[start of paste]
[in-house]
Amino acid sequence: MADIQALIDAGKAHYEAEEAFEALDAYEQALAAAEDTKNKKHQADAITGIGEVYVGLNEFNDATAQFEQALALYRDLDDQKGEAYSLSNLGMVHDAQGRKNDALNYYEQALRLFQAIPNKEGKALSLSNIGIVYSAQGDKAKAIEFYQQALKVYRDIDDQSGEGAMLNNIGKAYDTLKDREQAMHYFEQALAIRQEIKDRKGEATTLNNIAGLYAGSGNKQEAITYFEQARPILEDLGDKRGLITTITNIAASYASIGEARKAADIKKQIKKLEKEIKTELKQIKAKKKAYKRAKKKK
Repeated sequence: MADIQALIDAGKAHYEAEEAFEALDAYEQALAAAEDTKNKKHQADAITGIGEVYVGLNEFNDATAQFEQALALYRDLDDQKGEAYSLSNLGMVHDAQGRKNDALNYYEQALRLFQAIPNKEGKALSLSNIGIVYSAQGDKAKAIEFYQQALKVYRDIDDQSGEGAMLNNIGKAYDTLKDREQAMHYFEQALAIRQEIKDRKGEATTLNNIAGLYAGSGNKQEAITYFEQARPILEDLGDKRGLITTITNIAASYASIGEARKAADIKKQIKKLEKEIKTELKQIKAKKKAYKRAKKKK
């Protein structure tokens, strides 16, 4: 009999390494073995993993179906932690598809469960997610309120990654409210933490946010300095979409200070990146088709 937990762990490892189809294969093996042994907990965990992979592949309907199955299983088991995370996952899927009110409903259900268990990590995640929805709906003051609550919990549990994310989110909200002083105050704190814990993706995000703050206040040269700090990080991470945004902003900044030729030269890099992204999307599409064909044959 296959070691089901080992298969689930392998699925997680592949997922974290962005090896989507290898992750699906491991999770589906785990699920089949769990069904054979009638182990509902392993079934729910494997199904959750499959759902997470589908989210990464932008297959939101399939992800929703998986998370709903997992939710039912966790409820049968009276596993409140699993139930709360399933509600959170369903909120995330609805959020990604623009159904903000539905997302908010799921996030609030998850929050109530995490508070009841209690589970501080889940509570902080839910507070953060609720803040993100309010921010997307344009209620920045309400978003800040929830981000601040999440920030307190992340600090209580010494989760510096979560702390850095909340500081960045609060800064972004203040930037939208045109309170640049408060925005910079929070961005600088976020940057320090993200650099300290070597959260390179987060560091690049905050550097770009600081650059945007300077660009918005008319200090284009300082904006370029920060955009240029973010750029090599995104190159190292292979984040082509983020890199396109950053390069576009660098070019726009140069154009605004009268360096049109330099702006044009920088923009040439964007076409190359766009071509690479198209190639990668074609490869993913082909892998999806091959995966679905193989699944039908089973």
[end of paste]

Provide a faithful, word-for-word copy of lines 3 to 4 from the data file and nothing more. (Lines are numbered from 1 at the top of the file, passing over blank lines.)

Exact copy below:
Repeated sequence: MADIQALIDAGKAHYEAEEAFEALDAYEQALAAAEDTKNKKHQADAITGIGEVYVGLNEFNDATAQFEQALALYRDLDDQKGEAYSLSNLGMVHDAQGRKNDALNYYEQALRLFQAIPNKEGKALSLSNIGIVYSAQGDKAKAIEFYQQALKVYRDIDDQSGEGAMLNNIGKAYDTLKDREQAMHYFEQALAIRQEIKDRKGEATTLNNIAGLYAGSGNKQEAITYFEQARPILEDLGDKRGLITTITNIAASYASIGEARKAADIKKQIKKLEKEIKTELKQIKAKKKAYKRAKKKK
């Protein structure tokens, strides 16, 4: 009999390494073995993993179906932690598809469960997610309120990654409210933490946010300095979409200070990146088709 937990762990490892189809294969093996042994907990965990992979592949309907199955299983088991995370996952899927009110409903259900268990990590995640929805709906003051609550919990549990994310989110909200002083105050704190814990993706995000703050206040040269700090990080991470945004902003900044030729030269890099992204999307599409064909044959 296959070691089901080992298969689930392998699925997680592949997922974290962005090896989507290898992750699906491991999770589906785990699920089949769990069904054979009638182990509902392993079934729910494997199904959750499959759902997470589908989210990464932008297959939101399939992800929703998986998370709903997992939710039912966790409820049968009276596993409140699993139930709360399933509600959170369903909120995330609805959020990604623009159904903000539905997302908010799921996030609030998850929050109530995490508070009841209690589970501080889940509570902080839910507070953060609720803040993100309010921010997307344009209620920045309400978003800040929830981000601040999440920030307190992340600090209580010494989760510096979560702390850095909340500081960045609060800064972004203040930037939208045109309170640049408060925005910079929070961005600088976020940057320090993200650099300290070597959260390179987060560091690049905050550097770009600081650059945007300077660009918005008319200090284009300082904006370029920060955009240029973010750029090599995104190159190292292979984040082509983020890199396109950053390069576009660098070019726009140069154009605004009268360096049109330099702006044009920088923009040439964007076409190359766009071509690479198209190639990668074609490869993913082909892998999806091959995966679905193989699944039908089973």